What in the heck is happening in Koreatown?
Community activists don’t want a 27-story, 269-unit residential high-rise to go up in a low-slung, working-class section of Koreatown. The city’s planning commission voted against the proposed skyscraper, with one commissioner describing it as “wildly inappropriate.” Yet Mayor Eric Garcetti, in a rare move, overturned the planning commission and approved the mega-project — but only after Beverly Hills developer Michael Hakim agreed to fork over $1 million to the city’s Affordable Housing Trust Fund. It was one of those “you scratch my back and I’ll scratch yours” deals.
So Coalition to Preserve L.A. campaign director Jill Stewart visited yesterday with prominent Koreatown activist and attorney Grace Yoo and Wilshire Center Koreatown Neighborhood Council vice-president Aura Vasquez to hear what they had to say.
A little background…
Hakim lives in Beverly Hills and once ran for city council there as an anti-development candidate. Yes, it’s true! Read our February 22 story for more info on that. But in L.A., miles away from his posh city, Hakim found a way to get over his strong distaste for overdevelopment and tried for years to build a gigantic skyscraper on South Catalina Street near Eighth Street. City officials, quite wisely, always turned him down.
Suddenly, last spring, out of nowhere, Garcetti approved the mega-project after Hakim agreed to the $1 million contribution and another back-scratching donation of $250,000 to L.A. City Council President Herb Wesson’s District 10 “Community Benefits Trust Fund.” Hakim’s high-rise is located in Council District 10.
Today, Hakim is still trying to get final approvals for his mega-project with market-rate (meaning, “not very affordable”) housing. But, things are looking pretty darn good for him, and he can make millions and millions off the wildly inappropriate skyscraper.
Yoo, Vasquez and their neighbors are justifiably steamed. And Hakim’s high-rise is a major example of why the Neighborhood Integrity Initiative, sponsored by the Coalition to Preserve L.A., is so needed.
(By the way, take a look at the picture below of the proposed site. The skyscraper would rise another 20 stories above that first palm tree. That “wildly inappropriate” remark is wildly accurate. Wow!)
“For this 27-story project to be built,” said Stewart at a press conference yesterday, “city officials will have to bend almost every rule in the book – but that happens every day at City Hall. The rigged system at City Hall rewards greedy developers and it is hard to beat. But the public can win and put new controls on reckless development if they vote for our measure when it gets on the ballot.”
The Neighborhood Integrity Initiative will impose a two-year moratorium on development projects that seek height, zoning and General Plan amendments — and require special handling, rule-bending and council intervention to go forward, such as Hakim’s. These are the kinds of flagrantly obnoxious projects that overwhelm our traffic, our neighborhoods and our environment.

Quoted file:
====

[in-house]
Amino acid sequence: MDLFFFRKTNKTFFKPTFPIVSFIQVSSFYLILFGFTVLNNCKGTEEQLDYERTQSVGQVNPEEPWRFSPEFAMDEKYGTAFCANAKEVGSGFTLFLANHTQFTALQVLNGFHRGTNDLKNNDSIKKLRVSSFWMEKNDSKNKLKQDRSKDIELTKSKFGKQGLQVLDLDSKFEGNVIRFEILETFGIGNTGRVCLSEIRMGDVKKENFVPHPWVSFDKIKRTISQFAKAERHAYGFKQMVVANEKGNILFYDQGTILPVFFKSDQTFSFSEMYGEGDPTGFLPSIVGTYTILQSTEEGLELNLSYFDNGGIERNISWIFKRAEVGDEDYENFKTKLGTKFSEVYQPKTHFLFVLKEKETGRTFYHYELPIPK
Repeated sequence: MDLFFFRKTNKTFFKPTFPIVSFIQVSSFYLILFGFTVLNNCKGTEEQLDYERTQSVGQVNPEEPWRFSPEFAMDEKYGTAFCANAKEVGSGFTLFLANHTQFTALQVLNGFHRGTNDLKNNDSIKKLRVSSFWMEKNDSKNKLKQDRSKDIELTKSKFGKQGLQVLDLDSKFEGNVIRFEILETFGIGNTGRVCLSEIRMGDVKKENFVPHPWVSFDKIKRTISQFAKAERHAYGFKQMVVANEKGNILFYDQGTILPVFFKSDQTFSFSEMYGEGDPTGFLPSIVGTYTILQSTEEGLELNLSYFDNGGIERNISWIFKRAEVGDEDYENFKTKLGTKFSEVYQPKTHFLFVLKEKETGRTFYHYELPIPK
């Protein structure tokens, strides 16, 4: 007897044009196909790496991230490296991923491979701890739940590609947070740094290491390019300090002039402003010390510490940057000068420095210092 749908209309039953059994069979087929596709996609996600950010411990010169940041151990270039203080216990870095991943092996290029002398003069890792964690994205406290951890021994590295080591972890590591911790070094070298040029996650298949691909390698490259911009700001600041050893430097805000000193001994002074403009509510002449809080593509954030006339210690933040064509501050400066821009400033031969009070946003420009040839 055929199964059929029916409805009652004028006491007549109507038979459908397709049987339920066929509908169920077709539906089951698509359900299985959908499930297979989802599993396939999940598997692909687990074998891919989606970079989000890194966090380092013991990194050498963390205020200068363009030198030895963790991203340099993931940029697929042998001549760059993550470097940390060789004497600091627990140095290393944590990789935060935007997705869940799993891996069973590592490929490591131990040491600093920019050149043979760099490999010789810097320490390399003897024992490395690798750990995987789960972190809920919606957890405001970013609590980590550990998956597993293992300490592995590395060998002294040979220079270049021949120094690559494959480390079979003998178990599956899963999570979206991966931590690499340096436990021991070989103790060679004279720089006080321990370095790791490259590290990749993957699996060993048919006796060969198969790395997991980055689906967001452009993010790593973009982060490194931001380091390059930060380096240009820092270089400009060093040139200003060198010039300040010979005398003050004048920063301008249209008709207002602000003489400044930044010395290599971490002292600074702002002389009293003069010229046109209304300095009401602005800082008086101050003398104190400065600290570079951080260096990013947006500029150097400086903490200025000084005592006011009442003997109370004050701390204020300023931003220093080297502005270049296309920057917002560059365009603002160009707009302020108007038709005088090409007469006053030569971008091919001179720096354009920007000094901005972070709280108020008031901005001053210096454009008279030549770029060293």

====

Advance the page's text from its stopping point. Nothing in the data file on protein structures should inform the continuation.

The Neighborhood Integrity Initiative will also require City Hall to begin a periodic, systematic review of its planning rules as set forth and established in the General Plan. During this review process, citizens will have new opportunities to shape the rules of the road and the destinies of their communities.
Finally, the Neighborhood Integrity Initiative will permanently protect the citizen-shaped General Plan against the most egregious abuses of the current rigged system at City Hall for approving major projects.
L.A.’s General Plan is supposed to be the city’s planning constitution. Its integrity needs to be protected and respected. Today, however, General Plan amendments are handed out to developers like candy. The Neighborhood Integrity Initiative will stop these developer hand-outs, such as the one Hakim is getting from Garcetti.
There’s a lot on the line with overdevelopment and horrible land-use policy in L.A.
In Koreatown, Yoo said at the press conference that Hakim’s mega-project will result in the destruction of more than a dozen rent-controlled units and cause even more wreckage.
“If this project is built,” Yoo warned, “it will have a domino effect on the rest of the area. All of these mom-and-pop apartment buildings will be swept up by developers. The working families living in them will be evicted, and the developers will put up luxury housing.”
Vasquez added: “I’m not against all development, just irresponsible projects like this one. Unfortunately, many developers don’t have the best interests of the community in mind, and they’re ruining our community and filling the streets with their traffic. In Koreatown, we have a traffic crisis and a parking availability crisis created by too much development. When I get home from work, it’s often almost impossible for me to find a parking space. Many times I have to walk alone several blocks in the dark from my car to my apartment, and it’s scary.”
Unsurprisingly, both Yoo and Vasquez support the Neighborhood Integrity Initiative.
Like many other Angelenos across our city, they want citizens to have a major role in important land-use policy decisions that impact L.A.’s communities, and they want developers to play by the rules just like everyone else.
(Top image by Patrick Range McDonald)